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Spec.-Ed. Advocates Hail Panels' Health-Care Votes

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Congress has protected the interests of special-needs children in committee-level work on health-care-reform legislation, according to special-education advocates.

But advocates' relief at the outcome of these battles is tempered with fear that they may ultimately lose the war, as lawmakers appear to be retreating from basic tenets of President Clinton's plan that promised better care for students with disabilities.

The disability-rights and special-education communities have scored a number of successes in the four committees that have passed health-care bills, which have altered provisions in the President's original bill that threatened to make getting affordable coverage tougher, not easier, for children with special needs. (See Education Week, Nov. 24, 1993).

Members of Congress were slow to understand the implications of these provisions, but quick to right perceived wrongs, lobbyists said.

"There has been a real learning curve on the part of Congress,'' said Suzanne M. Hansen, a policy analyst at the National Association of Children's Hospitals and Related Institutions.

One key change approved by the House Education and Labor Committee would open the door for health plans to pay for medical services that the Individuals With Disabilities Education Act now requires schools to provide.

At its markup last month, the committee approved an amendment that aims to coordinate the benefits to be offered through health-care plans under the reform legislation with the benefits mandated by the I.D.E.A. program, which requires schools to provide medical services needed to allow students to receive an education.

Financial Relief for Schools

Under the amendment, if medical services required by the I.D.E.A. were covered by an insurance plan, the health plan would pick up the cost, even if the school provided the services.

Dr. Donald A. Kates, the director of financing projects for the Child Development Center at Georgetown University, called the addition "pretty positive language.''

"The managed-care groups will yell and scream if somebody else can spend their money, but it gives schools a strong negotiating stance,'' he said.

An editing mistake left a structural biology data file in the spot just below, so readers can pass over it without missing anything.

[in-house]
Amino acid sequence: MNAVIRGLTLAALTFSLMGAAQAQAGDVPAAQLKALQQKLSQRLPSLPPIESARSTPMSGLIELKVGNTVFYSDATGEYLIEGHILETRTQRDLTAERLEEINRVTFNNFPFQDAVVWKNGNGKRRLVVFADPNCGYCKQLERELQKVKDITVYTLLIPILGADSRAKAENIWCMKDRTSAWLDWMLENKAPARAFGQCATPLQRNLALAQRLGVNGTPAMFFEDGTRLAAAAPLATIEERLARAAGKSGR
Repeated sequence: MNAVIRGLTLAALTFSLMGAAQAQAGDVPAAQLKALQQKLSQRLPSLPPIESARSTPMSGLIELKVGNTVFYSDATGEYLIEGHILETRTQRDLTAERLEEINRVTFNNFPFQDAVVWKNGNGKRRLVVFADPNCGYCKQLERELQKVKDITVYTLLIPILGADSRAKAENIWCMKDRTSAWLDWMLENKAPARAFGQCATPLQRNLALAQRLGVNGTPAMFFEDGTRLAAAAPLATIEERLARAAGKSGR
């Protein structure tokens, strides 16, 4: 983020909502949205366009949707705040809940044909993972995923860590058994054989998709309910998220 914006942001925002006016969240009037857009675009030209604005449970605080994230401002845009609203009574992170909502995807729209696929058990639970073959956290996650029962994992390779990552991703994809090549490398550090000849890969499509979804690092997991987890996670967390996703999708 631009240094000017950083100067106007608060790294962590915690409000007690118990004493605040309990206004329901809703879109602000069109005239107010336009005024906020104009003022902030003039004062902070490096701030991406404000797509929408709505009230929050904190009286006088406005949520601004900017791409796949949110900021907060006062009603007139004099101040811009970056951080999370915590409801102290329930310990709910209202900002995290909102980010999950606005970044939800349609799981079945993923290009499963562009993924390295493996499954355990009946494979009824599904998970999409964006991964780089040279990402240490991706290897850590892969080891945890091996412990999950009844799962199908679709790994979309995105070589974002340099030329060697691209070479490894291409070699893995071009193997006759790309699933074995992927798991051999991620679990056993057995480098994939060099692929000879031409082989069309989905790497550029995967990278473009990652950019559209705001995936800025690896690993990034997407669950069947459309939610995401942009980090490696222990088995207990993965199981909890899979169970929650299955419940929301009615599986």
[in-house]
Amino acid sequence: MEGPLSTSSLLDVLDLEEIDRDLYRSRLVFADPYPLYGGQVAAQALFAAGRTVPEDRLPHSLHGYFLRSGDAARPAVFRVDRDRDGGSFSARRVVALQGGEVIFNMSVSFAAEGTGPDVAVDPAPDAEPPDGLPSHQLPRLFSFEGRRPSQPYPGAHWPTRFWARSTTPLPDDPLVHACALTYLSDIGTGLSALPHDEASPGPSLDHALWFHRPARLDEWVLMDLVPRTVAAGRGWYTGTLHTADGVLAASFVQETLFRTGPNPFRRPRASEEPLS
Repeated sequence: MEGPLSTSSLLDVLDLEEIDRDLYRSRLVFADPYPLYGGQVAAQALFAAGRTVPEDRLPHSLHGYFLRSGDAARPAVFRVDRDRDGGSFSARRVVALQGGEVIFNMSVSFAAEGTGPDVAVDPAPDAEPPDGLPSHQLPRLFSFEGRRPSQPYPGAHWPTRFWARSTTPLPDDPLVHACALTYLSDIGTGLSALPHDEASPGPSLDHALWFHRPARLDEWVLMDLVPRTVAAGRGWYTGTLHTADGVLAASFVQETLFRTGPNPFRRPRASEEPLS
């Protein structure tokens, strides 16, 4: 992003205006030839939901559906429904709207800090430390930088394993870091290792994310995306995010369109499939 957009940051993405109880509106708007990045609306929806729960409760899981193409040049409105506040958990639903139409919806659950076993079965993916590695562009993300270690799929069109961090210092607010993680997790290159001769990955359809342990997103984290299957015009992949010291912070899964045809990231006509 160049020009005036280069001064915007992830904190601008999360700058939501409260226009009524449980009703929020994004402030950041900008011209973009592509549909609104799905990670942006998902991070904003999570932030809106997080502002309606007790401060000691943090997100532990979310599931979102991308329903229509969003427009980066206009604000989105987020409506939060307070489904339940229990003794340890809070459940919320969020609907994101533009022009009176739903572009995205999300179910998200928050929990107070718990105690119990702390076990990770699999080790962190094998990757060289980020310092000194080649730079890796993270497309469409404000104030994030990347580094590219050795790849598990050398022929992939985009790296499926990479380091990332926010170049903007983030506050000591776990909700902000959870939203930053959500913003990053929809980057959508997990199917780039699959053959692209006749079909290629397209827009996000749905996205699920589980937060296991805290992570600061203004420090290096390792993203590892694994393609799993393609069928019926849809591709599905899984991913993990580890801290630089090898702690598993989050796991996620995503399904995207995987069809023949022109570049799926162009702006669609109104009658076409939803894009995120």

Three committees also modified the language of the original Clinton bill to include children with congenital or developmental disabilities among those who would be covered for such outpatient rehabilitation services as physical, occupational, and speech therapy.

In the Clinton plan, such services would have been covered only for those suffering "illness or injury.''

Advocates are also breathing easier now that the three committees with jurisdiction over a Medicaid program they say is critical to special-needs children have retained or expanded it.

The Early and Periodic Screening, Diagnostic, and Treatment program currently provides more than 40 preventive and rehabilitative medical services to children in families with incomes no greater than 185 percent of the national poverty line. Schools are among the providers offering E.P.S.D.T services.

The E.P.S.D.T law mandates screening for eligible children and treatment for children found to have a medical problem. The original Clinton bill, however, would fold Medicaid into a new health-care system and replace E.P.S.D.T with a program whose scope is unclear. Advocates said it would cover seven million fewer children than the current E.P.S.D.T. program.

Not a Done Deal

A health-care bill passed by the Senate Finance Committee would preserve the current E.P.S.D.T services and mandates, while both the House Ways and Means Committee and the House Education and Labor Committee passed expanded versions that would cover children in families with incomes as much as twice the poverty level.

"The beauty of this is that everybody is recognizing the need for this program,'' said Gregg H. Haifley, a senior health associate with the Children's Defense Fund, an advocacy group based here.

Lobbyists cautioned that none of the gains is secure. The leadership in the House and Senate will cobble together two bills that will go to each chamber's floor for votes, and they can drop provisions from any of the four bills that emerged from committees.

And advocates said they are more concerned that their gains could be eclipsed if lawmakers settle on a compromise plan that erodes such basic principles as universal coverage.

The original Clinton bill called for financing universal coverage through an "employer mandate'' where businesses would be required to pick up roughly 80 percent of their employees' health-insurance costs. But this mandate is controversial; opposition to it led to passage of a bill in the Senate Finance Committee that does not guarantee universal coverage.

If such a bill becomes law, advocates said, people with high medical costs--such as the disabled and the chronically ill--could be left either uninsured or underinsured.

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